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This article originally appeared in The Detroit News August 24 2022.

For the second time in under a year, a U.S. District Court Judge has ruled against Michigan Attorney General Dana Nessel. The federal court rejected Nessel’s argument that state actions to shutter the Line 5 pipeline should be considered in a state court, upholding the federal government’s jurisdiction over interstate and international pipelines.

This article originally appeared in The Hill August 22, 2022. 

It’s common to hear people refer to states as “red” or “blue,” or even “purple,” based on whether a majority of Republicans or Democrats get elected. It would be a mistake to think that red states are all the same or that blue states all enact the same kinds of policies. States are far more complex than these partisan caricatures suggest, and policies are based as much on what is popular as they are by their political officeholders.

Arizona became the second state to offer all school age children an education scholarship that their parents can use to support their education as they choose. I speak about it with Matt Beienburg of the Goldwater Institute, a free market think tank in Arizona, on this Overton Window podcast. He also talked about how this scholarship can change the face of education.

This article originally appeared in The Hill October 1, 2022.

Nuclear power is back in vogue, buoyed by the demand for a significant source of emissions-free energy. Government should encourage the trend by ending policies that prevent the only reliable carbon dioxide-neutral energy source from flourishing.

Which candidate for governor supports handing over taxpayer money to business owners and managers? In an advertisement against Republican gubernatorial candidate Tudor Dixon, the Democratic Governors Association alleges that she wants “tax giveaways for billionaires.”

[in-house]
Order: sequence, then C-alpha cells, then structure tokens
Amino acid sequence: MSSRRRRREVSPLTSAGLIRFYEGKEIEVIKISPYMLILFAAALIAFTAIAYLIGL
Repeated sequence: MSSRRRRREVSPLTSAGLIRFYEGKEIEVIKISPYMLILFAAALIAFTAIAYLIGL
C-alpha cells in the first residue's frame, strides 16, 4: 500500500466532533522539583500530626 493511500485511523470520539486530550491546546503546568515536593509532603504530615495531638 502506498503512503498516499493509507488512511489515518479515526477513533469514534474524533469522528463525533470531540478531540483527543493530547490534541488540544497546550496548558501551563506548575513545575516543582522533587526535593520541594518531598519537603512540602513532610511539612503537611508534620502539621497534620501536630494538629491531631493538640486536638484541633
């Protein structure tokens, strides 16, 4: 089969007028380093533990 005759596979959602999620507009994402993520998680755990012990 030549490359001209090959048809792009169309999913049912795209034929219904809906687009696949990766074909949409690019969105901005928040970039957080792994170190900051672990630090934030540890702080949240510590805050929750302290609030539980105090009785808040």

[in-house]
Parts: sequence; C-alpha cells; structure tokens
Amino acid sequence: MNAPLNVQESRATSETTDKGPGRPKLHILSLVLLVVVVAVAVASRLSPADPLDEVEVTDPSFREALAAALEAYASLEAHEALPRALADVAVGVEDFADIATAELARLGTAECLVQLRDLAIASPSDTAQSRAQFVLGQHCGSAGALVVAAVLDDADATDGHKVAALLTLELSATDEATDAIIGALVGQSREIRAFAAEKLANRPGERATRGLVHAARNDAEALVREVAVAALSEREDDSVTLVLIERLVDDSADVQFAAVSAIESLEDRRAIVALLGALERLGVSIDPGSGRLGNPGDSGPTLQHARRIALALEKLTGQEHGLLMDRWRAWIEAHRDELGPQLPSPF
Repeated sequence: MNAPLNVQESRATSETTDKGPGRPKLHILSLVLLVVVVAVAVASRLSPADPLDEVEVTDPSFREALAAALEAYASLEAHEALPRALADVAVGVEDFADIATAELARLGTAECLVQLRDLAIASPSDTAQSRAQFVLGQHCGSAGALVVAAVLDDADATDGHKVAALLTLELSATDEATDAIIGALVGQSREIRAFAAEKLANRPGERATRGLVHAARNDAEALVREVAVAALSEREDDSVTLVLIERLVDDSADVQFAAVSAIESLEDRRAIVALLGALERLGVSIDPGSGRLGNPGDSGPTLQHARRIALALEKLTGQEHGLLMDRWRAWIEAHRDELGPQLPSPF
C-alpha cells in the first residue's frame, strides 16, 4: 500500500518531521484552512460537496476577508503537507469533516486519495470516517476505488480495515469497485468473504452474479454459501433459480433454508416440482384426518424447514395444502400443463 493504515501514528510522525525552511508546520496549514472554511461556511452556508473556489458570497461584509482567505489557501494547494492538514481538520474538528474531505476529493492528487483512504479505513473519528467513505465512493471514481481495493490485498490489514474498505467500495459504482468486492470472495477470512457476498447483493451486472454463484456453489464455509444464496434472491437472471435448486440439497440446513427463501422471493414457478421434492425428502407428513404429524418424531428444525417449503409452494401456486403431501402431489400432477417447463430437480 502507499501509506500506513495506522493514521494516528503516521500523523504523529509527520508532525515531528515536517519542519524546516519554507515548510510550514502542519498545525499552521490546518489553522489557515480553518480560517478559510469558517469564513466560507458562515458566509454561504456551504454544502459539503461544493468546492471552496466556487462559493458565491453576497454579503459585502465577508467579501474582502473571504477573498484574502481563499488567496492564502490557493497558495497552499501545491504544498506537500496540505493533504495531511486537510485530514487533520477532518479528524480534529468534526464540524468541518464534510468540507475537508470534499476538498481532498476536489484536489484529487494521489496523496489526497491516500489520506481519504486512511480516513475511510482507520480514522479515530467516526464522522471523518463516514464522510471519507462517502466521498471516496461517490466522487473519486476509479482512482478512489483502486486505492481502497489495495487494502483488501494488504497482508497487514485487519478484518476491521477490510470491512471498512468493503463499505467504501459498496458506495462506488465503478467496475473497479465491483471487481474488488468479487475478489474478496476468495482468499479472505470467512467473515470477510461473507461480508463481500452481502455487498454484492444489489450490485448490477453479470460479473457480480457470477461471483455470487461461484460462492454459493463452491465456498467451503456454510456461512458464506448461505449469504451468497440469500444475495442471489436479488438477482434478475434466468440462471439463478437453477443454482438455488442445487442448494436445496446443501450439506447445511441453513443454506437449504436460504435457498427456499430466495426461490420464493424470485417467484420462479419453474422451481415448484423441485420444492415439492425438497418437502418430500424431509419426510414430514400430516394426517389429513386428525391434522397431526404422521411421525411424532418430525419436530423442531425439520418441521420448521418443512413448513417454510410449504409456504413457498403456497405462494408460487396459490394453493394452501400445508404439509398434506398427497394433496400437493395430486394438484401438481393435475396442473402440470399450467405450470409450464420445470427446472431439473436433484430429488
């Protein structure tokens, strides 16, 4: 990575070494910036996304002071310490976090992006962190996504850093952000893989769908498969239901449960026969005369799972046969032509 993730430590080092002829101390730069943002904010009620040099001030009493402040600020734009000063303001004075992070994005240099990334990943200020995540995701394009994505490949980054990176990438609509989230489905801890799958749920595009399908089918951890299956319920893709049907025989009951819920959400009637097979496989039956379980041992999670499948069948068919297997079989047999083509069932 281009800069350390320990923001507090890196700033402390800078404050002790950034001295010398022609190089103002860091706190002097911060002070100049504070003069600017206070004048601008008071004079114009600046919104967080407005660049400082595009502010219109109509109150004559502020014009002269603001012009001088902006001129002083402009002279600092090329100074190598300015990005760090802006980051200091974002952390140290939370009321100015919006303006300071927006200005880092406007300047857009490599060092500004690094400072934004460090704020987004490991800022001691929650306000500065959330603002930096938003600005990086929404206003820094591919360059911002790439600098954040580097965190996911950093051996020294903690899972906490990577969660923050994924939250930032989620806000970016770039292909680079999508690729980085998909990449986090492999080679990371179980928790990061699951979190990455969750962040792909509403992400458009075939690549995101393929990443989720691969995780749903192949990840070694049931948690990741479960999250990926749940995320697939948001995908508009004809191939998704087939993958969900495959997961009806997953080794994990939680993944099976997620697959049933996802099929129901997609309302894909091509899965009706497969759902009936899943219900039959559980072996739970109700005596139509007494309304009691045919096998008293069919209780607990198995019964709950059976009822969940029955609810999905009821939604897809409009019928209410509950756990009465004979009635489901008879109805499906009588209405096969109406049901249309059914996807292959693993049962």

Traverse City’s public electric utility, Traverse City Light & Power, launched a government-owned internet network in 2020. TCLPfiber is backed by tens of millions of tax dollars and is rolling out in five phases, with broadband being built out and plans sold to customers.

Midland is Michigan’s top performing metropolitan area in an index of economic freedom. It is also the only metro area in Michigan with an economic freedom score that exceeds the national average. This is important because higher economic freedom scores typically do better on important outcomes — such as employment growth — than those with lower ones.

In March 2022, the city of Detroit laid out plans to build and manage its own broadband network. The stated goal is to hook up every address in Detroit to “world class fiber optic connectivity” for half what high-speed internet currently costs. Well, it’s off to a poor start.

If college affordability is a crisis, is the answer to throw more money at the problem?

When passing the state budget in June, lawmakers set aside $250 million for a scholarship program but did not sketch out the details.

Now, they’ve approved a program that will provide $5,500 annually for students attending state universities for up to five years and $2,750 annually for students attending community college for up to three years. Eligibility is based on income, but the cutoff is high: students whose families make $120,000 or less annually would likely qualify.

Legislators approved a bill in September to spend an extra $1 billion, and the package includes $596.1 million in new business subsidies.